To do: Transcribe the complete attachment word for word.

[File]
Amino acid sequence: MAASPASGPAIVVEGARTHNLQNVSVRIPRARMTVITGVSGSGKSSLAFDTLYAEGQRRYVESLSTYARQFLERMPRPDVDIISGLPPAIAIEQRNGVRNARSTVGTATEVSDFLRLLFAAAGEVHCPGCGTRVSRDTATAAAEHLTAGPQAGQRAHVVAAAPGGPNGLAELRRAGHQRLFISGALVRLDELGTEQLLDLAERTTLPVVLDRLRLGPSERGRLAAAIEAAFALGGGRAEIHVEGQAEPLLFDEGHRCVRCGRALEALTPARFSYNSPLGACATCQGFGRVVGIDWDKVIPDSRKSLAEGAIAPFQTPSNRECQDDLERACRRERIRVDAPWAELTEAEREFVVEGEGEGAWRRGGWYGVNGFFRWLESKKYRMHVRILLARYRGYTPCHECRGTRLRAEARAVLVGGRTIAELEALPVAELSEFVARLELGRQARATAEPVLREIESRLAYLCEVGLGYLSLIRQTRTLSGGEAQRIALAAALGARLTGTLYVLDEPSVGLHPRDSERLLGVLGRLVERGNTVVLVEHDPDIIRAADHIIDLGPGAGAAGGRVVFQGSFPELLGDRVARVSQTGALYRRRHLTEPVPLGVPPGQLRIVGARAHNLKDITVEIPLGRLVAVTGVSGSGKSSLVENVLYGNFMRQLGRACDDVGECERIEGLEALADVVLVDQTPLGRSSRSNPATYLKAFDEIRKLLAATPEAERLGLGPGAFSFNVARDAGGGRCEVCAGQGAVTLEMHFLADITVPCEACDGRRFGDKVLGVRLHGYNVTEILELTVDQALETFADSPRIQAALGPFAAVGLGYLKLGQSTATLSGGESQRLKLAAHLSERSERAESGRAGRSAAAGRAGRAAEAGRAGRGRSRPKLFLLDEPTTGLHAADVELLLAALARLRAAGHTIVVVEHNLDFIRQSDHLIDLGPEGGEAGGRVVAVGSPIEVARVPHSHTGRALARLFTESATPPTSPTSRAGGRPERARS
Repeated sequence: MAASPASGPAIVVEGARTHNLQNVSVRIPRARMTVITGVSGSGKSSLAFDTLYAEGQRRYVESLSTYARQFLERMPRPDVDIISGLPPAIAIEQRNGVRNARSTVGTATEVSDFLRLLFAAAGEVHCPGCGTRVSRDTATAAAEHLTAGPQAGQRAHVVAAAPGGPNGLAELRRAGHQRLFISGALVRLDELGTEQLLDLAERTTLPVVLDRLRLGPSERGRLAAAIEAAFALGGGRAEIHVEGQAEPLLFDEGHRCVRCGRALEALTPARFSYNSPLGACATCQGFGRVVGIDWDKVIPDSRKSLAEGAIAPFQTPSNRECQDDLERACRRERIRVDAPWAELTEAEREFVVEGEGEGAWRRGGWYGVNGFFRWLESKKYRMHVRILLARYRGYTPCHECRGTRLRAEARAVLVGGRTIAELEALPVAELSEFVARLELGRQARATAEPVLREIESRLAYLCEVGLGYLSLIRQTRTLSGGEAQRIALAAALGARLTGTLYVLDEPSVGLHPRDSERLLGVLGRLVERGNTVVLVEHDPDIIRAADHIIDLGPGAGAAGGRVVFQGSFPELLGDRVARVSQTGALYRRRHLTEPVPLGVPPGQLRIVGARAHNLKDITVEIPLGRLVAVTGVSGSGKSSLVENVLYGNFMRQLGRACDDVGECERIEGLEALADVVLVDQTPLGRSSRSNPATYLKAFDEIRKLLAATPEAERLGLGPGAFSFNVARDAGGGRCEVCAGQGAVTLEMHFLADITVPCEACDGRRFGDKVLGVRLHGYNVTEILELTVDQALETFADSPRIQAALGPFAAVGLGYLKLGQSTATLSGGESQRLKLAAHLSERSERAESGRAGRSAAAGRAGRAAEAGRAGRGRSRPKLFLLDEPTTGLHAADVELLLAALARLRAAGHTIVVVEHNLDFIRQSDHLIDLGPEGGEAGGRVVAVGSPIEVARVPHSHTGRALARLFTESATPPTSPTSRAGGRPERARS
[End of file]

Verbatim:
Amino acid sequence: MAASPASGPAIVVEGARTHNLQNVSVRIPRARMTVITGVSGSGKSSLAFDTLYAEGQRRYVESLSTYARQFLERMPRPDVDIISGLPPAIAIEQRNGVRNARSTVGTATEVSDFLRLLFAAAGEVHCPGCGTRVSRDTATAAAEHLTAGPQAGQRAHVVAAAPGGPNGLAELRRAGHQRLFISGALVRLDELGTEQLLDLAERTTLPVVLDRLRLGPSERGRLAAAIEAAFALGGGRAEIHVEGQAEPLLFDEGHRCVRCGRALEALTPARFSYNSPLGACATCQGFGRVVGIDWDKVIPDSRKSLAEGAIAPFQTPSNRECQDDLERACRRERIRVDAPWAELTEAEREFVVEGEGEGAWRRGGWYGVNGFFRWLESKKYRMHVRILLARYRGYTPCHECRGTRLRAEARAVLVGGRTIAELEALPVAELSEFVARLELGRQARATAEPVLREIESRLAYLCEVGLGYLSLIRQTRTLSGGEAQRIALAAALGARLTGTLYVLDEPSVGLHPRDSERLLGVLGRLVERGNTVVLVEHDPDIIRAADHIIDLGPGAGAAGGRVVFQGSFPELLGDRVARVSQTGALYRRRHLTEPVPLGVPPGQLRIVGARAHNLKDITVEIPLGRLVAVTGVSGSGKSSLVENVLYGNFMRQLGRACDDVGECERIEGLEALADVVLVDQTPLGRSSRSNPATYLKAFDEIRKLLAATPEAERLGLGPGAFSFNVARDAGGGRCEVCAGQGAVTLEMHFLADITVPCEACDGRRFGDKVLGVRLHGYNVTEILELTVDQALETFADSPRIQAALGPFAAVGLGYLKLGQSTATLSGGESQRLKLAAHLSERSERAESGRAGRSAAAGRAGRAAEAGRAGRGRSRPKLFLLDEPTTGLHAADVELLLAALARLRAAGHTIVVVEHNLDFIRQSDHLIDLGPEGGEAGGRVVAVGSPIEVARVPHSHTGRALARLFTESATPPTSPTSRAGGRPERARS
Repeated sequence: MAASPASGPAIVVEGARTHNLQNVSVRIPRARMTVITGVSGSGKSSLAFDTLYAEGQRRYVESLSTYARQFLERMPRPDVDIISGLPPAIAIEQRNGVRNARSTVGTATEVSDFLRLLFAAAGEVHCPGCGTRVSRDTATAAAEHLTAGPQAGQRAHVVAAAPGGPNGLAELRRAGHQRLFISGALVRLDELGTEQLLDLAERTTLPVVLDRLRLGPSERGRLAAAIEAAFALGGGRAEIHVEGQAEPLLFDEGHRCVRCGRALEALTPARFSYNSPLGACATCQGFGRVVGIDWDKVIPDSRKSLAEGAIAPFQTPSNRECQDDLERACRRERIRVDAPWAELTEAEREFVVEGEGEGAWRRGGWYGVNGFFRWLESKKYRMHVRILLARYRGYTPCHECRGTRLRAEARAVLVGGRTIAELEALPVAELSEFVARLELGRQARATAEPVLREIESRLAYLCEVGLGYLSLIRQTRTLSGGEAQRIALAAALGARLTGTLYVLDEPSVGLHPRDSERLLGVLGRLVERGNTVVLVEHDPDIIRAADHIIDLGPGAGAAGGRVVFQGSFPELLGDRVARVSQTGALYRRRHLTEPVPLGVPPGQLRIVGARAHNLKDITVEIPLGRLVAVTGVSGSGKSSLVENVLYGNFMRQLGRACDDVGECERIEGLEALADVVLVDQTPLGRSSRSNPATYLKAFDEIRKLLAATPEAERLGLGPGAFSFNVARDAGGGRCEVCAGQGAVTLEMHFLADITVPCEACDGRRFGDKVLGVRLHGYNVTEILELTVDQALETFADSPRIQAALGPFAAVGLGYLKLGQSTATLSGGESQRLKLAAHLSERSERAESGRAGRSAAAGRAGRAAEAGRAGRGRSRPKLFLLDEPTTGLHAADVELLLAALARLRAAGHTIVVVEHNLDFIRQSDHLIDLGPEGGEAGGRVVAVGSPIEVARVPHSHTGRALARLFTESATPPTSPTSRAGGRPERARS